Photo courtesy of Andrew King - D4 Productions

Sunday, October 9, 2011

I am old(er) and wise(r)

OK maybe old(er) but certainly not wise(r)...

I ran a race yesterday because... well. I'm an addict. It was not one of the wiser things I've done in my life when I was suppose to be healing the body. All I wanted to do is to test my fitness. There was an option to do a 5, 10, or 20 miler, naturally I did the 20 miler.

I woke up at 4:30 AM to pelting horizontal rain hitting the window and immediately tried to talk myself out of it. I hadn't signed up, but then again, this kind of stuff was right up my alley - the uglier the better. Besides, with all the required gear UTMB required (waterproof everything) I had an excuse to actually put it to the test. By 6 AM it was a full on snow storm, still horizontal. No breakfast this morning just the normal coffee and the not so normal EFS liquid shot. Mmm put it together and it tastes like a vanilla latte, try it.

The race started at Jaxon's school parking lot about a mile away so I was way early. I was surprised there were already quite a few people standing around the start area. Walking to sign up there was about 3 inches of slush all over the parking lot and my feet were immediately wet - this was gonna get ugly. I sat in my car to stay warm and bundled up with all my Pearl Izumi WxB gear. Now I'm not one for pimping product on my blog but I get lots of questions about what works best for particular conditions. So for all those interested in knowing what works best for rain/slush/snow mixture I will tell you that there is no better gear than Pearl Izumi waterproof stuff. They have been keeping cyclists warm for years in the worst conditions and they use that same knowledge and know-how in the run gear. At UTMB we had to have a waterproof jacket with hood along with waterproof gloves, just name a couple of things on a long laundry list.








P.R.O. Barrier WxB Gloves Fly Barrier WxB Jacket

Honestly these two items kept me dry and warm. I ended up shedding the jacket midway because I started to sweat a bit as the snow stopped and the sun got higher. I was also able to move pretty freely with the jacket on. Usually restriction of movement is a deal breaker for me and most always go without.

Anyway on to the race. There were only about 25 of us and immediately a guy sprinted off the start. Yes this was a race but I was prepared to stay within myself and just test my fitness. I started off the line with good friend Roger Stones, who is starting a solid base for his run at the Leadman 2012. We ran together, very comfortable, for about an hour and then slowly drifted apart. There were lots of out and backs which required lots of volunteers so thank you to all those hearty souls just standing there getting cold. Although there was one junction with no signs or volunteers and of course we took the wrong way. It was the start of a loop and I knew we would end up in the same place but problem was that we ended up cutting off about 5 minutes. I don't know what they'll do but it really doesn't matter to me because I got my workout in while spending time with friends. Woody was also out there and he didn't take the wrong turn. The reason I know this is because we were going in the opposite direction around the loop.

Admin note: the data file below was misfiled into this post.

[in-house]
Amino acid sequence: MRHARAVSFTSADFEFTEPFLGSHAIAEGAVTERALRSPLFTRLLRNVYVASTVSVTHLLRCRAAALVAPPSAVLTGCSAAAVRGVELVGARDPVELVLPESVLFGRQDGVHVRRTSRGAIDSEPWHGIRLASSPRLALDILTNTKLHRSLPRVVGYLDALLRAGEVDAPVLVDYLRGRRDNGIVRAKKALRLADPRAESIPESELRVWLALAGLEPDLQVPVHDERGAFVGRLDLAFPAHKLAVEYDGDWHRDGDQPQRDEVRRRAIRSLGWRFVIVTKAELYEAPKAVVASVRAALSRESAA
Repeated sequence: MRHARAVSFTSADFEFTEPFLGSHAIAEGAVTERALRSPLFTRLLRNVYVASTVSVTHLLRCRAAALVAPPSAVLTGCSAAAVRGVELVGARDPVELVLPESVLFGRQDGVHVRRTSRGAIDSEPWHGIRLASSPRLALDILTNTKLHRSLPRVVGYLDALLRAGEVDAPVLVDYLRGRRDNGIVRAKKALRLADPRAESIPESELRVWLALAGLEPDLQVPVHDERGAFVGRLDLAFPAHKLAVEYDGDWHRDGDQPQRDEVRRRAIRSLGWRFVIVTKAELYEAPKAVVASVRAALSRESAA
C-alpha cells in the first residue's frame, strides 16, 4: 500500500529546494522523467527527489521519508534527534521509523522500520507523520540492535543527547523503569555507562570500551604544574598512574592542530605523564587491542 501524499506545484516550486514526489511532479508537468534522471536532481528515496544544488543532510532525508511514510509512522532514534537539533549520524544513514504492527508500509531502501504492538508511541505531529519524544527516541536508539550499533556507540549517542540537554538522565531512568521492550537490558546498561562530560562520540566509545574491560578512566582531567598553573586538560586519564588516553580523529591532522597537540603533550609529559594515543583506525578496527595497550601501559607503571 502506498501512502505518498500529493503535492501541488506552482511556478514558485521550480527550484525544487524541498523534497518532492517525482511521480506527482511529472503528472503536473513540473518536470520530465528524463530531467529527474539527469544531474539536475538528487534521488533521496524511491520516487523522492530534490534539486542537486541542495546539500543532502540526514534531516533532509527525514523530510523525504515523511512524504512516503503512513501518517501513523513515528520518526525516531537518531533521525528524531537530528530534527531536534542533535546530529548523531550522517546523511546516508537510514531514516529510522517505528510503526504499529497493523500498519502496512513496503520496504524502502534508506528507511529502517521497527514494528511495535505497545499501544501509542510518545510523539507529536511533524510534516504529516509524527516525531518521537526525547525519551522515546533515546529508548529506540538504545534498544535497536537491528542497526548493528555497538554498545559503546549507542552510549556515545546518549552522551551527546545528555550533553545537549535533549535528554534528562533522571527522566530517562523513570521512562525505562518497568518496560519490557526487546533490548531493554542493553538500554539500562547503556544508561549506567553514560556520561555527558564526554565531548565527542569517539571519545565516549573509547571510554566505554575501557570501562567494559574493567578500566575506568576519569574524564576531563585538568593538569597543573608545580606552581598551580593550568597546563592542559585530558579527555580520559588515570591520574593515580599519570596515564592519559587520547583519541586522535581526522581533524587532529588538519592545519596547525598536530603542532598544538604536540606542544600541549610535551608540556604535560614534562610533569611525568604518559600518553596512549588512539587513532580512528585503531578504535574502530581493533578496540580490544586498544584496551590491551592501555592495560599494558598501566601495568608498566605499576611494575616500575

Coming back through the start/finish area was messy. The snow was now trampled from the 5 and 10 mile runners so the traction was a little tricky. But what made matters worse was trying to weave through the other runners. Most people moved with an "on yer left" but some had music so there was no moving them. An hour and 1/2 into the run I was actually feeling really good and felt like I was speeding up while charging uphill. But not having done a single run over an hour-twenty since France I knew it wouldn't last. Sure enough about an hour forty-five I felt the slow down hit me.

Honestly, I was shooting for 2.30 which would have been a 7:30 pace with 1500 feet of climbing. Pretty realistic especially with the conditions. At mile 17 the course turns down for the remaining 3 myles (I know every step as this is my daily training ground) so I decide to see if I can get under 2.20, which would be 6:40 pace. I crossed the finish line in 2.19:55 for an overall 6:59 pace. Now I did take an inadvertent shortcut so my pace was probably more like 7:05 or so. But hey I'm pretty happy either way.

So why was I not wise(r) to run this race? Good result but at the cost of still not healed. My feet are still killing me and my lower back was acting up again at the end. I was pretty stiff and walking gingerly all day yesterday. Not a good sign for someone who is supposed to be taking it easy and healing. I guess ultimately I wanted to know if JFK 50 was still in the cards. Probably not. To top things off I just got a new position at my work which is based in Los Angeles. The travel and new responsibilities just won't allow time to train like I need. I will officially hang up the shoes as far as ultras are concerned for 2011.

One quote to leave you with: The magic is in the man not the miles. Bill Bowerman

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